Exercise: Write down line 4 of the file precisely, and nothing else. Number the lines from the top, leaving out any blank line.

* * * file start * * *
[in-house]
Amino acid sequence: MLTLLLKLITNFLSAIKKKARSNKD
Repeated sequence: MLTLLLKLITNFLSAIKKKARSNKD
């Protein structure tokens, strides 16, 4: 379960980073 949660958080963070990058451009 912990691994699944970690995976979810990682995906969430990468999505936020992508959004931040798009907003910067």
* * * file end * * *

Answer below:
């Protein structure tokens, strides 16, 4: 379960980073 949660958080963070990058451009 912990691994699944970690995976979810990682995906969430990468999505936020992508959004931040798009907003910067």